Kochie’s Market Update: Coronavirus, no interest rate cut and property markets in bushfire regions

market-update-jan31

Hey gang, get up to speed on this week’s financial trends with my market updates.

It’s been an absolute rollercoaster week on financial markets trying to cope with the nervousness surrounding the Coronavirus pandemic, the arrival of Brexit and the profit reporting season in the United States.

Share Markets would fall when the focus was on the Coronavirus but then rebound on a strong profit from companies like Apple and Tesla. That volatility is likely to continue for a while as the world comes to grips with the economic and financial fallout from the pandemic.

On my Facebook Live “Ask Kochie” session (which I do every Tuesday at 1.30pm Eastern Daylight Time), I was peppered with a lot of questions about the Coronavirus.

A couple of points I want to make because there are a lot of myths circulating which are creating unwarranted hysteria.

  • Firstly let me say it is serious. The fact there is no vaccine for it makes it serious on its own and is the reason why the World Health Organisation has declared a global health emergency.
  • The swift and strict actions of health authorities in Australia is to be applauded and, as the WHO acknowledges, the transparency and actions from China.
  • Caronavirus is spreading quicker than the last SARS pandemic but is not nearly as deadly. With SARS the mortality rate was 12 per cent, Ebola was 30 per cent, Caronavirus at this stage is around 2 percent.
  • Coronavirus deaths have been largely restricted to the elderly with respiratory preconditions.
  • There have been no Coronavirus deaths overseas, at this stage, and those cases identified have recovered and been released from hospital.
  • Total Coronavirus deaths in China is currently under 200 (but expected to grow). To put this into perspective, 350 Australians died from influenza last winter. In China more people have died from influenza in the last month than from the Caronavirus.

I want to reinforce the situation is serious, authorities must be vigilant and we need to come down hard on it to stop it spreading out of control.

But we also need to keep it in perspective.

No interest rate cut anytime soon

The latest December quarter inflation figure tends to indicate the Reserve Bank will not need to cut interest rates when it meets on Tuesday.

The Consumer Price Index came in at 0.7 per cent for the quarter and 1.8 per cent for the year. That is still below the RBA target range of  2-3 per cent a year.

The detail of what prices are going up or down is interesting.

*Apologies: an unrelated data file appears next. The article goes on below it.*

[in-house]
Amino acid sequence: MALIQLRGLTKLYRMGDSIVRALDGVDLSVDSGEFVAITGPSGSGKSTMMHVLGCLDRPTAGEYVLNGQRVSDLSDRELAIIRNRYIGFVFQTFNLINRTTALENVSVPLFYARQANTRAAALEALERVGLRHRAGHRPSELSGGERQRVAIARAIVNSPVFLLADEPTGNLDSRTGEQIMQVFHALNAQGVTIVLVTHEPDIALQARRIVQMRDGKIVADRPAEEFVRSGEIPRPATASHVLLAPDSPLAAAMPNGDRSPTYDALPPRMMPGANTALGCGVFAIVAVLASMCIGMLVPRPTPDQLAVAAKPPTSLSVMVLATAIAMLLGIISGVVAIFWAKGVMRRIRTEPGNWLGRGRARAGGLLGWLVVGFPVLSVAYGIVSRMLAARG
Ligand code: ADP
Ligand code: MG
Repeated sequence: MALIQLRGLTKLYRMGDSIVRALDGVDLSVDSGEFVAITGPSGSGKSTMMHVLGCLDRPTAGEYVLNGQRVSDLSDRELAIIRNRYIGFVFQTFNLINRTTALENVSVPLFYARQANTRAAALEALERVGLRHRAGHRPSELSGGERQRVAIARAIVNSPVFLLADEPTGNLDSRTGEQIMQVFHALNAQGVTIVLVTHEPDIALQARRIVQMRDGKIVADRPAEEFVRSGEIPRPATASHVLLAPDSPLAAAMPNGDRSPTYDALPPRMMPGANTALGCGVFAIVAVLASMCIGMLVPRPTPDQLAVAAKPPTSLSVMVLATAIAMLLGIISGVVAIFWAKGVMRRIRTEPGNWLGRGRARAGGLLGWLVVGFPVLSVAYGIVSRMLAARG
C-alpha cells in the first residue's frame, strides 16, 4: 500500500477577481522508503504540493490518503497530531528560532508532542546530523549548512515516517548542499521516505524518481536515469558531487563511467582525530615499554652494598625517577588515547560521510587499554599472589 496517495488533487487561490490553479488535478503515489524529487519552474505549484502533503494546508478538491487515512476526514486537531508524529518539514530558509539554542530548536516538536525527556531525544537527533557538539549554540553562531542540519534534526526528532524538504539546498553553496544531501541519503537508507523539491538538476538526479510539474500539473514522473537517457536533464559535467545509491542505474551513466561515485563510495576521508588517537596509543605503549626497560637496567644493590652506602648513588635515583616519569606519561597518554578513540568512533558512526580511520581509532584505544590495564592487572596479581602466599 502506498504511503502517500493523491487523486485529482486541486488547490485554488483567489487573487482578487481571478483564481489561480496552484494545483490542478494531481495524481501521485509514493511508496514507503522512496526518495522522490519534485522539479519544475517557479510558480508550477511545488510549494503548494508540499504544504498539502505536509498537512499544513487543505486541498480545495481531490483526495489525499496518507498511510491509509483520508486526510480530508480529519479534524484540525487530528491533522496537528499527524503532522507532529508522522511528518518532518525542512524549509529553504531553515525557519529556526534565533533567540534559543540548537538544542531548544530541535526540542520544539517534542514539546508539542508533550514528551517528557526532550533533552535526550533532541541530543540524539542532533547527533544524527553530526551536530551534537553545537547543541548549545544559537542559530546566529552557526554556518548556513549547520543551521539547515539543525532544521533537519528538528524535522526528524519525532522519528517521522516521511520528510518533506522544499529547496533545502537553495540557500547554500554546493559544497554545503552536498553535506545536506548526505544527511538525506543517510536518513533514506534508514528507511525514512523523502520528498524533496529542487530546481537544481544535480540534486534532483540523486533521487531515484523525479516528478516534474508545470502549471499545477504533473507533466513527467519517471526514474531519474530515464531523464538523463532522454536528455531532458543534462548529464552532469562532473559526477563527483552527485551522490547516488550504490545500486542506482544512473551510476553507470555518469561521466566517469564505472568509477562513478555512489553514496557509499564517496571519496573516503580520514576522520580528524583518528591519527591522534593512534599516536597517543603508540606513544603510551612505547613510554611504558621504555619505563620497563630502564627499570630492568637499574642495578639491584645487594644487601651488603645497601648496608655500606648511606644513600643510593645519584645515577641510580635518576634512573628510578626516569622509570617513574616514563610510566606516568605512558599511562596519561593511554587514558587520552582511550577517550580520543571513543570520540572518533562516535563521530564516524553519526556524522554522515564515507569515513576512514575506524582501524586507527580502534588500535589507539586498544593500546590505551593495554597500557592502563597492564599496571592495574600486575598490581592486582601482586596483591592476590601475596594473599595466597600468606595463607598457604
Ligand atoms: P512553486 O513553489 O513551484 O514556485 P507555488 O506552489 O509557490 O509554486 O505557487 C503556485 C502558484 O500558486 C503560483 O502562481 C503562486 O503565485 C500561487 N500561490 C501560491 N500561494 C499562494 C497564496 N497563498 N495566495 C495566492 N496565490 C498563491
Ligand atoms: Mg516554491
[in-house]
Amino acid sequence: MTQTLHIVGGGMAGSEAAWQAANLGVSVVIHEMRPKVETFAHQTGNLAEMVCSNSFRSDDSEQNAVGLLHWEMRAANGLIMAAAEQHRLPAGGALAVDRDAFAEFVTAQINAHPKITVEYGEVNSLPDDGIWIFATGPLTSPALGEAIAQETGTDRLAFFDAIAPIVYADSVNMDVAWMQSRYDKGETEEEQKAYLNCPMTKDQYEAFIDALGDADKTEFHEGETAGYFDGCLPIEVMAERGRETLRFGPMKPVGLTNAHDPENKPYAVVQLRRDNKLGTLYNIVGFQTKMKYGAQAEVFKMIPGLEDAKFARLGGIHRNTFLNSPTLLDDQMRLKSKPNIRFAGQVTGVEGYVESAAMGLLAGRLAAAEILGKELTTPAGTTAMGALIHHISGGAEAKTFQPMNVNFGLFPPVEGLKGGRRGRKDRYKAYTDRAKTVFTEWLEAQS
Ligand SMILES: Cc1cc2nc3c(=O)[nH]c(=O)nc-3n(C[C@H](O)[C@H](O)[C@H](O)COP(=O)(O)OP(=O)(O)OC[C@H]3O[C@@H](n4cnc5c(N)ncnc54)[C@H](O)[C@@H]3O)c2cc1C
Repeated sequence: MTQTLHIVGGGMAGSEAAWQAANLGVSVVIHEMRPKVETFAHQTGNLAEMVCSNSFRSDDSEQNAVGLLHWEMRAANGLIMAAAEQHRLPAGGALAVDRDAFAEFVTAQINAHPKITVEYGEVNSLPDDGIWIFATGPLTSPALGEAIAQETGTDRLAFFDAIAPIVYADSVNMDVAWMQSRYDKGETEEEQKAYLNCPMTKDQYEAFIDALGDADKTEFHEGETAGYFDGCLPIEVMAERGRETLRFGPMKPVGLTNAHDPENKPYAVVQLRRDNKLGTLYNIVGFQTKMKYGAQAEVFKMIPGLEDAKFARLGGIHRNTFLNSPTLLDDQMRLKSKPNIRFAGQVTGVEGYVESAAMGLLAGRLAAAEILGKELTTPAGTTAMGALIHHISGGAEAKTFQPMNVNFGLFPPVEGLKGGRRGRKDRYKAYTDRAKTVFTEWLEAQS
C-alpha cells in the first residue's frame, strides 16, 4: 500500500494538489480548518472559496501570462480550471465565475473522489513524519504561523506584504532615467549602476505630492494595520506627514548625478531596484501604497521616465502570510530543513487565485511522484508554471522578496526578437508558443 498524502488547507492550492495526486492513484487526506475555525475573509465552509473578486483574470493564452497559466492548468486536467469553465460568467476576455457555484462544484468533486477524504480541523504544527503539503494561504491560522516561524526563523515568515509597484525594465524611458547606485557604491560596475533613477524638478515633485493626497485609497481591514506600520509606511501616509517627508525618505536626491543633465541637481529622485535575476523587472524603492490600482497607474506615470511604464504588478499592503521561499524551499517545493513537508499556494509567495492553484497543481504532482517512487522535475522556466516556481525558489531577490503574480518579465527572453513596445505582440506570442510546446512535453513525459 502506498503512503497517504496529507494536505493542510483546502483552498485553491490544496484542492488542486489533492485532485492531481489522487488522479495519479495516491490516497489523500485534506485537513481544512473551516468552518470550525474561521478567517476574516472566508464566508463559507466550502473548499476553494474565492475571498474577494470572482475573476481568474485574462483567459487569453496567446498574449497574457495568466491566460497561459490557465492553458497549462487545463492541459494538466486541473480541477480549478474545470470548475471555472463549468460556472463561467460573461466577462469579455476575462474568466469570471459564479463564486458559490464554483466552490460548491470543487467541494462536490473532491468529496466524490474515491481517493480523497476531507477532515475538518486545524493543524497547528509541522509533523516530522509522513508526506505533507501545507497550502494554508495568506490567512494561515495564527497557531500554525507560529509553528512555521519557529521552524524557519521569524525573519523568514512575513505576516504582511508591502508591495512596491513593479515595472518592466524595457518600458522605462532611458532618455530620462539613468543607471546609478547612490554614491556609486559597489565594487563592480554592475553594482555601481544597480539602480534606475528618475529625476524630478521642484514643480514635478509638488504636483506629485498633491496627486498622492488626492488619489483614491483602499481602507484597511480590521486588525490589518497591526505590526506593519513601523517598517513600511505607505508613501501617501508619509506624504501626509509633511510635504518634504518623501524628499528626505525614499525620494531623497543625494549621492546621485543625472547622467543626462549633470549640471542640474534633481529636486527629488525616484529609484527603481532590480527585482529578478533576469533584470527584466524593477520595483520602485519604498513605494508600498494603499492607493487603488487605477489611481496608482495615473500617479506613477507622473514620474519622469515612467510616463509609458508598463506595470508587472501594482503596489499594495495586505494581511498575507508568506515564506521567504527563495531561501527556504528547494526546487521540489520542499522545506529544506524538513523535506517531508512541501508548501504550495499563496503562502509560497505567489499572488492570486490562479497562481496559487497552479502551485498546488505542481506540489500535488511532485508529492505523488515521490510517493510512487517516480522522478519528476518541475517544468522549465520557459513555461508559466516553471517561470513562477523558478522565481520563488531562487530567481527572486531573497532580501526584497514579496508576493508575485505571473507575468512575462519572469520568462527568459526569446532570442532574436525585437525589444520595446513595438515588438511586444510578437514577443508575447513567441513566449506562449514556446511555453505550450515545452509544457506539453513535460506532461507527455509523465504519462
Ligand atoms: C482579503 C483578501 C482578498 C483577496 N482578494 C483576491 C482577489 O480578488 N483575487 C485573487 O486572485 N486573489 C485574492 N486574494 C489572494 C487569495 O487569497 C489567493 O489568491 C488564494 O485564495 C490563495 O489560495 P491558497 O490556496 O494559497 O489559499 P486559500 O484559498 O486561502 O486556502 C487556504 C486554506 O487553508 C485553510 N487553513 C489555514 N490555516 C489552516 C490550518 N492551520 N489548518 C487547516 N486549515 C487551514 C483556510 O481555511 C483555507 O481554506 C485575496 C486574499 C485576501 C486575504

Domestic holiday travel accommodation (+7.3 per cent), tobacco (+8.4 per cent), petrol (+4.4 per cent) and fruit (+6.8 per cent) recorded the most significant price gains. The most significant offsetting price falls this quarter are international holiday travel accommodation (-2.0 per cent), women’s clothing (-2.5 per cent), and wine (-1.6 per cent).

And there are some real bargains out there. Audio-visual equipment prices are at 39-year lows; personal care products (24½-year lows); telecom equipment (35-year low); glassware & tableware (30-year lows); games, toys (record 21-year low).

Big business backs down on slow payments

I’m glad to see some of Australia’s big businesses have backed down on the outrageous decision to pay their suppliers more slowly.

Under the scheme, these big companies wouldn’t pay their bills for 60 days or more. If their supplier wanted quicker payments the big company had organised for a factoring business to pay… but for a 7 percent fee.

The reason? So the big business could use their suppliers as their bank, keep the money for longer and boost profits.

Absolutely pathetic… and too smart by half.

The Small Business Ombudsman, Kate Carnell, quite rightly went into bat for small business and threatened to name and shame any big business for adopting this tactic.

Small suppliers would have been held hostage by the power of their big customers who they couldn’t afford to lose.

“It’s clearly not OK for big businesses to use their dominant position and access to technology to further squeeze small business margins,” said Kate Carnell.

“Unfortunately the only way to level the playing field is through further regulation and legislation, which means more red tape.  

“It is imperative small businesses are paid on time. We know that late payments equate to a $7 billion drag on the economy.”

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